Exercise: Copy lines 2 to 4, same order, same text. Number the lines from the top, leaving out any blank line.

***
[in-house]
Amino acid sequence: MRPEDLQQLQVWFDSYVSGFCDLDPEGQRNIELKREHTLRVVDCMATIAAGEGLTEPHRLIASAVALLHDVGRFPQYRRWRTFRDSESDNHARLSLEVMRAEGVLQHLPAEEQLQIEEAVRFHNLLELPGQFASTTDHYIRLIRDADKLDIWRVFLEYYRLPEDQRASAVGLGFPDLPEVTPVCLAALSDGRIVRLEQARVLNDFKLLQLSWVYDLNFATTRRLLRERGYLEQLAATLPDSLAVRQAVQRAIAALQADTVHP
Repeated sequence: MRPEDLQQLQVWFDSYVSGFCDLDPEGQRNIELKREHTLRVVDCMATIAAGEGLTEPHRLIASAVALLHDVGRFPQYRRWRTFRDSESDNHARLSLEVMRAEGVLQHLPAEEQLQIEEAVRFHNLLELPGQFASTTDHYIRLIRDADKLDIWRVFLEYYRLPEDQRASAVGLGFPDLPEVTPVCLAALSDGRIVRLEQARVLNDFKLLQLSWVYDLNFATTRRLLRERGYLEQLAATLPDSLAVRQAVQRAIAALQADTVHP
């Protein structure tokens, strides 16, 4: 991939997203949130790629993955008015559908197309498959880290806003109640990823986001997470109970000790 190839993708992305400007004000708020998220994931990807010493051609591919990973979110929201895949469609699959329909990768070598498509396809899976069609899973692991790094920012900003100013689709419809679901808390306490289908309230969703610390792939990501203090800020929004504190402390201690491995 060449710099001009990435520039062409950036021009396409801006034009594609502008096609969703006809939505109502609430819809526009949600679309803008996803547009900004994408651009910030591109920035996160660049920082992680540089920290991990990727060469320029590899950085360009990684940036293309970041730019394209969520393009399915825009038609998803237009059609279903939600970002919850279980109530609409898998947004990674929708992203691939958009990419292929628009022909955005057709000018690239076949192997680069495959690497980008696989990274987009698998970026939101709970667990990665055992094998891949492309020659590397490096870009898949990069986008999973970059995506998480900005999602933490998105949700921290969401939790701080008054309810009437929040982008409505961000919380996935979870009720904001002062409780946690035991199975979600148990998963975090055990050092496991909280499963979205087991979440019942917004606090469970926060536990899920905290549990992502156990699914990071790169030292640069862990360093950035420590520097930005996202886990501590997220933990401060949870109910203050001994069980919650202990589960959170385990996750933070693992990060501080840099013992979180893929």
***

Amino acid sequence: MRPEDLQQLQVWFDSYVSGFCDLDPEGQRNIELKREHTLRVVDCMATIAAGEGLTEPHRLIASAVALLHDVGRFPQYRRWRTFRDSESDNHARLSLEVMRAEGVLQHLPAEEQLQIEEAVRFHNLLELPGQFASTTDHYIRLIRDADKLDIWRVFLEYYRLPEDQRASAVGLGFPDLPEVTPVCLAALSDGRIVRLEQARVLNDFKLLQLSWVYDLNFATTRRLLRERGYLEQLAATLPDSLAVRQAVQRAIAALQADTVHP
Repeated sequence: MRPEDLQQLQVWFDSYVSGFCDLDPEGQRNIELKREHTLRVVDCMATIAAGEGLTEPHRLIASAVALLHDVGRFPQYRRWRTFRDSESDNHARLSLEVMRAEGVLQHLPAEEQLQIEEAVRFHNLLELPGQFASTTDHYIRLIRDADKLDIWRVFLEYYRLPEDQRASAVGLGFPDLPEVTPVCLAALSDGRIVRLEQARVLNDFKLLQLSWVYDLNFATTRRLLRERGYLEQLAATLPDSLAVRQAVQRAIAALQADTVHP
């Protein structure tokens, strides 16, 4: 991939997203949130790629993955008015559908197309498959880290806003109640990823986001997470109970000790 190839993708992305400007004000708020998220994931990807010493051609591919990973979110929201895949469609699959329909990768070598498509396809899976069609899973692991790094920012900003100013689709419809679901808390306490289908309230969703610390792939990501203090800020929004504190402390201690491995 060449710099001009990435520039062409950036021009396409801006034009594609502008096609969703006809939505109502609430819809526009949600679309803008996803547009900004994408651009910030591109920035996160660049920082992680540089920290991990990727060469320029590899950085360009990684940036293309970041730019394209969520393009399915825009038609998803237009059609279903939600970002919850279980109530609409898998947004990674929708992203691939958009990419292929628009022909955005057709000018690239076949192997680069495959690497980008696989990274987009698998970026939101709970667990990665055992094998891949492309020659590397490096870009898949990069986008999973970059995506998480900005999602933490998105949700921290969401939790701080008054309810009437929040982008409505961000919380996935979870009720904001002062409780946690035991199975979600148990998963975090055990050092496991909280499963979205087991979440019942917004606090469970926060536990899920905290549990992502156990699914990071790169030292640069862990360093950035420590520097930005996202886990501590997220933990401060949870109910203050001994069980919650202990589960959170385990996750933070693992990060501080840099013992979180893929």